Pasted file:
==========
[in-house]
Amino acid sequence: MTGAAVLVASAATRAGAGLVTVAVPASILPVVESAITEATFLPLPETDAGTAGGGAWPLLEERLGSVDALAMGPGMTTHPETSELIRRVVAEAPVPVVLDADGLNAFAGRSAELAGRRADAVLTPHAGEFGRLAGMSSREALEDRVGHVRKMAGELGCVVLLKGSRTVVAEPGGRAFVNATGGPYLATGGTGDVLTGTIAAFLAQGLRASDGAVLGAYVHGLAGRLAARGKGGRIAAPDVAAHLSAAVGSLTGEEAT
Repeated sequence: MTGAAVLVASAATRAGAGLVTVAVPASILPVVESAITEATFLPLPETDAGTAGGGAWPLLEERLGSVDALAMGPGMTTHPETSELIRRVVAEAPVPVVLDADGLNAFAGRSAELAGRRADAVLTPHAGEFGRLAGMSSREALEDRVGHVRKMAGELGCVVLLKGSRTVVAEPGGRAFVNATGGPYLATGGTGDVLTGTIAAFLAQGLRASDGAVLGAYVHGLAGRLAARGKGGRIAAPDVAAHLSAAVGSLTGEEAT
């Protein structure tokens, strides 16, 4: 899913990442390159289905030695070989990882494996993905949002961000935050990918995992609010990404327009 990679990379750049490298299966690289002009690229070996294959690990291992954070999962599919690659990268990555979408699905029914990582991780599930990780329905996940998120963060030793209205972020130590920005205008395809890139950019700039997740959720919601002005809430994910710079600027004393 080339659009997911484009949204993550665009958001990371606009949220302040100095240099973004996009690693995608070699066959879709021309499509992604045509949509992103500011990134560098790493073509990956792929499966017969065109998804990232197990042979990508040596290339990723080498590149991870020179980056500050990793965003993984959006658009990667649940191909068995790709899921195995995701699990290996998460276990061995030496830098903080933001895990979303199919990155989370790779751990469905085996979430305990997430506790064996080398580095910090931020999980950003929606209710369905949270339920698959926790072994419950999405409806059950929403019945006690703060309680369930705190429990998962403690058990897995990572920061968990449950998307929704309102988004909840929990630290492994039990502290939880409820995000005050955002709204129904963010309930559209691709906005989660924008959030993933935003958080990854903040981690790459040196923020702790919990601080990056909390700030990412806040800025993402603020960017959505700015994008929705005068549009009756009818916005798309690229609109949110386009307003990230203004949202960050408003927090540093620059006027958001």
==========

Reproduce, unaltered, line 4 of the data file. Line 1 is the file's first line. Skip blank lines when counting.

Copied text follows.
């Protein structure tokens, strides 16, 4: 899913990442390159289905030695070989990882494996993905949002961000935050990918995992609010990404327009 990679990379750049490298299966690289002009690229070996294959690990291992954070999962599919690659990268990555979408699905029914990582991780599930990780329905996940998120963060030793209205972020130590920005205008395809890139950019700039997740959720919601002005809430994910710079600027004393 080339659009997911484009949204993550665009958001990371606009949220302040100095240099973004996009690693995608070699066959879709021309499509992604045509949509992103500011990134560098790493073509990956792929499966017969065109998804990232197990042979990508040596290339990723080498590149991870020179980056500050990793965003993984959006658009990667649940191909068995790709899921195995995701699990290996998460276990061995030496830098903080933001895990979303199919990155989370790779751990469905085996979430305990997430506790064996080398580095910090931020999980950003929606209710369905949270339920698959926790072994419950999405409806059950929403019945006690703060309680369930705190429990998962403690058990897995990572920061968990449950998307929704309102988004909840929990630290492994039990502290939880409820995000005050955002709204129904963010309930559209691709906005989660924008959030993933935003958080990854903040981690790459040196923020702790919990601080990056909390700030990412806040800025993402603020960017959505700015994008929705005068549009009756009818916005798309690229609109949110386009307003990230203004949202960050408003927090540093620059006027958001």